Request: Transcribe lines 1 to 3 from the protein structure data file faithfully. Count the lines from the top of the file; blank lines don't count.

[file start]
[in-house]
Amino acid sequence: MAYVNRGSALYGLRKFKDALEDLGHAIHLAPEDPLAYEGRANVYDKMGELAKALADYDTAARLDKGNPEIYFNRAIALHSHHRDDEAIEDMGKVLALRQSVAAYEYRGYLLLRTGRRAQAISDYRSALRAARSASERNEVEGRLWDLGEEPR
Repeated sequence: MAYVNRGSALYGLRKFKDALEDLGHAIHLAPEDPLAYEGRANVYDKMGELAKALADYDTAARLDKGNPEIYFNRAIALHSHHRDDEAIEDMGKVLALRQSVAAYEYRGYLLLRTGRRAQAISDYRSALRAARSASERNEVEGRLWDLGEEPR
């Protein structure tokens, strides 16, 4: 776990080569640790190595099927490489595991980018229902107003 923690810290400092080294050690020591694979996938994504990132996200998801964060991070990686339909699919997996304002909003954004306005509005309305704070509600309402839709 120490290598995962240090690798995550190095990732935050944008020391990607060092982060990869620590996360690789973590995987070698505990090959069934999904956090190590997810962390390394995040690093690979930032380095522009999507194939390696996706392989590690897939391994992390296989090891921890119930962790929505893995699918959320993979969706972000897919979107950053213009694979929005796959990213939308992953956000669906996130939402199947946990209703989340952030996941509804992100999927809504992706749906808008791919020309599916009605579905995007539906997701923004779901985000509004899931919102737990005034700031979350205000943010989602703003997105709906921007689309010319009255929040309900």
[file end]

[in-house]
Amino acid sequence: MAYVNRGSALYGLRKFKDALEDLGHAIHLAPEDPLAYEGRANVYDKMGELAKALADYDTAARLDKGNPEIYFNRAIALHSHHRDDEAIEDMGKVLALRQSVAAYEYRGYLLLRTGRRAQAISDYRSALRAARSASERNEVEGRLWDLGEEPR
Repeated sequence: MAYVNRGSALYGLRKFKDALEDLGHAIHLAPEDPLAYEGRANVYDKMGELAKALADYDTAARLDKGNPEIYFNRAIALHSHHRDDEAIEDMGKVLALRQSVAAYEYRGYLLLRTGRRAQAISDYRSALRAARSASERNEVEGRLWDLGEEPR